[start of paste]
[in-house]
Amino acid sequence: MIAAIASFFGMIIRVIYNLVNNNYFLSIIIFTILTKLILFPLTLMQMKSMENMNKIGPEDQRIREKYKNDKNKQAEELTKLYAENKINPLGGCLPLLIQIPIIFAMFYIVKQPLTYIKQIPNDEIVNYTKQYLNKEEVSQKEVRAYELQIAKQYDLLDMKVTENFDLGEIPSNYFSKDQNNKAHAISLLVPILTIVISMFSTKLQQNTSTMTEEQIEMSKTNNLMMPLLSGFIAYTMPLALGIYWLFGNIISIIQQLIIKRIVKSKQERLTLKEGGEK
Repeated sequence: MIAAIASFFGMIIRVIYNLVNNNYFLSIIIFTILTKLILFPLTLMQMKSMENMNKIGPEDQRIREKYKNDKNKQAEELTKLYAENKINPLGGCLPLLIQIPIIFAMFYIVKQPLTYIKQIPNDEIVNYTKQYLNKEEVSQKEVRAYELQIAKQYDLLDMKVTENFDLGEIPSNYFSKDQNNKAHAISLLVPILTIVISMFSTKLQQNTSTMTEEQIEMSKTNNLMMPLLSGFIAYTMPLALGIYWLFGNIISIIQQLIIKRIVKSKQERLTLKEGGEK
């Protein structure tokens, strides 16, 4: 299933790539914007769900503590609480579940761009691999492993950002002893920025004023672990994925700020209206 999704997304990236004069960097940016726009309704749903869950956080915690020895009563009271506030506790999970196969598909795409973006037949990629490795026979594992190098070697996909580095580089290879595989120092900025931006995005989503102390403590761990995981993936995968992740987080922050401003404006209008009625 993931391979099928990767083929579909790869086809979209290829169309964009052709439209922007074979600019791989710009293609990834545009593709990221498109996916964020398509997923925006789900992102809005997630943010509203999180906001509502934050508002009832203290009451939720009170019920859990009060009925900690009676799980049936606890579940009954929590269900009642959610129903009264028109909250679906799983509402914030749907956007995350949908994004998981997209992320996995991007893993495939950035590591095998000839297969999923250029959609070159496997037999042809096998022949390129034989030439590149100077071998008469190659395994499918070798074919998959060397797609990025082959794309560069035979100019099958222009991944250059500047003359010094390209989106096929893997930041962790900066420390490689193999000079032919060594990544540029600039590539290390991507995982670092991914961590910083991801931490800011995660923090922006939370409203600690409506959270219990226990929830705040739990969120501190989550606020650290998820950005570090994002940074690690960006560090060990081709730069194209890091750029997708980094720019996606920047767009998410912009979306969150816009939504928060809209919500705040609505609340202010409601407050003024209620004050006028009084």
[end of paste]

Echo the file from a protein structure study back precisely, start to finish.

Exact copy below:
[in-house]
Amino acid sequence: MIAAIASFFGMIIRVIYNLVNNNYFLSIIIFTILTKLILFPLTLMQMKSMENMNKIGPEDQRIREKYKNDKNKQAEELTKLYAENKINPLGGCLPLLIQIPIIFAMFYIVKQPLTYIKQIPNDEIVNYTKQYLNKEEVSQKEVRAYELQIAKQYDLLDMKVTENFDLGEIPSNYFSKDQNNKAHAISLLVPILTIVISMFSTKLQQNTSTMTEEQIEMSKTNNLMMPLLSGFIAYTMPLALGIYWLFGNIISIIQQLIIKRIVKSKQERLTLKEGGEK
Repeated sequence: MIAAIASFFGMIIRVIYNLVNNNYFLSIIIFTILTKLILFPLTLMQMKSMENMNKIGPEDQRIREKYKNDKNKQAEELTKLYAENKINPLGGCLPLLIQIPIIFAMFYIVKQPLTYIKQIPNDEIVNYTKQYLNKEEVSQKEVRAYELQIAKQYDLLDMKVTENFDLGEIPSNYFSKDQNNKAHAISLLVPILTIVISMFSTKLQQNTSTMTEEQIEMSKTNNLMMPLLSGFIAYTMPLALGIYWLFGNIISIIQQLIIKRIVKSKQERLTLKEGGEK
């Protein structure tokens, strides 16, 4: 299933790539914007769900503590609480579940761009691999492993950002002893920025004023672990994925700020209206 999704997304990236004069960097940016726009309704749903869950956080915690020895009563009271506030506790999970196969598909795409973006037949990629490795026979594992190098070697996909580095580089290879595989120092900025931006995005989503102390403590761990995981993936995968992740987080922050401003404006209008009625 993931391979099928990767083929579909790869086809979209290829169309964009052709439209922007074979600019791989710009293609990834545009593709990221498109996916964020398509997923925006789900992102809005997630943010509203999180906001509502934050508002009832203290009451939720009170019920859990009060009925900690009676799980049936606890579940009954929590269900009642959610129903009264028109909250679906799983509402914030749907956007995350949908994004998981997209992320996995991007893993495939950035590591095998000839297969999923250029959609070159496997037999042809096998022949390129034989030439590149100077071998008469190659395994499918070798074919998959060397797609990025082959794309560069035979100019099958222009991944250059500047003359010094390209989106096929893997930041962790900066420390490689193999000079032919060594990544540029600039590539290390991507995982670092991914961590910083991801931490800011995660923090922006939370409203600690409506959270219990226990929830705040739990969120501190989550606020650290998820950005570090994002940074690690960006560090060990081709730069194209890091750029997708980094720019996606920047767009998410912009979306969150816009939504928060809209919500705040609505609340202010409601407050003024209620004050006028009084």